LOSING interest could be an early warning sign of Alzheimer's disease, experts warn.
New research shows that older people with severe apathy are nearly twice as likely to developing dementia than those with a get up and go attitude.
Researchers say it may help identify at-risk individuals when lifestyle changes and medications are more likely to work.
Lead author Dr Meredith Bock, of California University in San Francisco, said: "Apathy can be very distressing for family members, when people no longer want to get together with family or friends or don't seem interested in what they used to enjoy.
"More research is needed, but it's possible these are signs that people may be at risk for Alzheimer's disease and could benefit from early interventions and efforts to reduce other risk factors."
The study published in Neurology was based on 2,018 adults with an average age of 74 – none of whom had dementia.
At the start of the research, apathy levels were measured using a survey.
Questions included: "In the past four weeks, how often have you been interested in leaving your home and going out?" and: "In the past four weeks, how often have you been interested in doing your usual activities?"
Participants were then divided into three groups.
After nine years, those with severe apathy were much more likely to be suffering dementia than peers rated low or moderate.
The US team tracked medication use, hospital records and results on cognitive tests.
What is Alzheimer’s disease?
The damage caused to the brain by Alzheimer's disease causes the symptoms commonly associated with dementia.
Indeed, it is the most common trigger for dementia.
Alzheimer's disease is named after the doctor who first described it in medical literature, Alois Alzheimer.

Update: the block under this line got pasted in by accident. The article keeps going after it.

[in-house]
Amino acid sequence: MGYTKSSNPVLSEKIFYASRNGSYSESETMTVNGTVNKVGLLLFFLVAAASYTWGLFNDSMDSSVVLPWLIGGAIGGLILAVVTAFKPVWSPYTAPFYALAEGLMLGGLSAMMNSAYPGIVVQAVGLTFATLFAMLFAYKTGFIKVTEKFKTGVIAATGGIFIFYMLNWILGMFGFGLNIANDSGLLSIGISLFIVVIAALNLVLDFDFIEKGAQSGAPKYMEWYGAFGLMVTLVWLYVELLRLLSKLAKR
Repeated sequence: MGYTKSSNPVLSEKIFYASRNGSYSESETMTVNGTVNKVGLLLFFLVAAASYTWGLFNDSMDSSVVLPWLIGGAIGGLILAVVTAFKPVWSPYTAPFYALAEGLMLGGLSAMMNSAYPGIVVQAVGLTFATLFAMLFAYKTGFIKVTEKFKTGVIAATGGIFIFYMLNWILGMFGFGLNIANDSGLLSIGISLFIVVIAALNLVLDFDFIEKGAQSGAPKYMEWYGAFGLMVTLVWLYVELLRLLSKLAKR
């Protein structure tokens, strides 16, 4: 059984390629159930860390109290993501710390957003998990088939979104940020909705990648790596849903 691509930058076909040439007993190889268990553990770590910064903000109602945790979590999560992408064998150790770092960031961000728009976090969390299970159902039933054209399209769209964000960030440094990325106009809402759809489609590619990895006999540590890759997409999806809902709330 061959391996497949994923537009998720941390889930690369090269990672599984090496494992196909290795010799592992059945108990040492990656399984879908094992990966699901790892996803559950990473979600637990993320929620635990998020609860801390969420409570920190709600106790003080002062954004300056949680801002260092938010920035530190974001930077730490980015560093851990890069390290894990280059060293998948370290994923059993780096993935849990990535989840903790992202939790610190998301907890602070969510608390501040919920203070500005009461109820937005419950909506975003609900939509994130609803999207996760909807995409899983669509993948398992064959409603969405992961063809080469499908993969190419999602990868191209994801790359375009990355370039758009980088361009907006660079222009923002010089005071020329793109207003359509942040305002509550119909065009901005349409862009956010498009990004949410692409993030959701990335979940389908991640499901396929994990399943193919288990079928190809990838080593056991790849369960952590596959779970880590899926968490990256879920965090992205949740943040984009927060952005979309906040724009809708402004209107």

A hallmark of the disease is the build-up of amyloid beta proteins in the brain, to cause plaques.
This results in the loss of connections between nerve cells in the brain, and ultimately the death of those cells and a loss of brain tissue.
Those people living with Alzheimer's also have a shortage of some key chemicals in the brain, which help transmit messages.
A lack of these chemicals means the brain is unable to process some messages as it would previously.
Using an algorithm, the found 381 of the participants – almost a fifth – had the disease.
The highest proportion was in the severe apathy group – 127 out of 508 people, or 25 percent.
This compared to 111 out of 768 people (14 per cent) and 143 out of 742 (19 per cent) in the low and moderate group, respectively.
Dr Bock and colleagues worked out severely apathetic individuals were 80 per cent more likely to develop dementia than those with low apathy.
This was after taking into account age, education, cardiovascular health and other risk factors.
Greater apathy was also associated with worse cognitive score at the beginning of the study.
Dr Bock said: "While depression has been studied more extensively as a predictor of dementia, our study adds to the research showing that apathy also deserves attention as an independent predictor of the disease.
"In fact, we believe apathy may be a very early sign of dementia and it can be evaluated with a brief questionnaire."
The researchers pointed out an algorithm was used to diagnose dementia, which may not be as sensitive as an in-depth evaluation by a doctor.
In the UK, more than 850,000 people are living with dementia, a figure set to rise to 2 million by 2050 because of the ageing population.
With no cure in sight, there is an increasing focus on picking up signs years before full blown symptoms of memory loss and confusion emerge.
One of the reasons drug trials have failed so far is they are given to patients too late, once the disease has already taken hold.
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